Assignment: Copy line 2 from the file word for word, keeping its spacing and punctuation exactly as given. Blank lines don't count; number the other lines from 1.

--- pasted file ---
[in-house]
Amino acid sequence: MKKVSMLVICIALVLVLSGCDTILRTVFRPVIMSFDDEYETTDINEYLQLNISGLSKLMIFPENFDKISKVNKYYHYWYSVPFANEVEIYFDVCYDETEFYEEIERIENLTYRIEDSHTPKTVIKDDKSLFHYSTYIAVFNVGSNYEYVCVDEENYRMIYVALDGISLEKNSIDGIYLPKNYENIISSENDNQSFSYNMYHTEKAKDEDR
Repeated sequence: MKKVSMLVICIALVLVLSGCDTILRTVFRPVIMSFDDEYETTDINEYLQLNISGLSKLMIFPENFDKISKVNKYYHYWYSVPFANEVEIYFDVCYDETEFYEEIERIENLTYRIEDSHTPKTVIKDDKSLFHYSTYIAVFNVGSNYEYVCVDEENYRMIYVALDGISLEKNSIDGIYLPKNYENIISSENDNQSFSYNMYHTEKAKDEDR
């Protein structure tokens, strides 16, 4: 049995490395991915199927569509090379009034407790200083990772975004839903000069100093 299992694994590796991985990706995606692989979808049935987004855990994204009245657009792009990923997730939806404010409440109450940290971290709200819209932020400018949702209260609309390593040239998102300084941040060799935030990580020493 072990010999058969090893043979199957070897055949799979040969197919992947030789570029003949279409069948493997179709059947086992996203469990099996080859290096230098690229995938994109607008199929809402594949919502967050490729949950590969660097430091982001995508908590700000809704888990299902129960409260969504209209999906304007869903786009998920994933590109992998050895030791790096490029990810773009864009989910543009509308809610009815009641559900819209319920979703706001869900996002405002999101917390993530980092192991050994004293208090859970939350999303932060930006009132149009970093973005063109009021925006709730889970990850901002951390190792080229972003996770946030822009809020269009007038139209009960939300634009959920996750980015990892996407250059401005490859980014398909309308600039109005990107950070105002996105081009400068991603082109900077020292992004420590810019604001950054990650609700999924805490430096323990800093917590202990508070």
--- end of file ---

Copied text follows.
Amino acid sequence: MKKVSMLVICIALVLVLSGCDTILRTVFRPVIMSFDDEYETTDINEYLQLNISGLSKLMIFPENFDKISKVNKYYHYWYSVPFANEVEIYFDVCYDETEFYEEIERIENLTYRIEDSHTPKTVIKDDKSLFHYSTYIAVFNVGSNYEYVCVDEENYRMIYVALDGISLEKNSIDGIYLPKNYENIISSENDNQSFSYNMYHTEKAKDEDR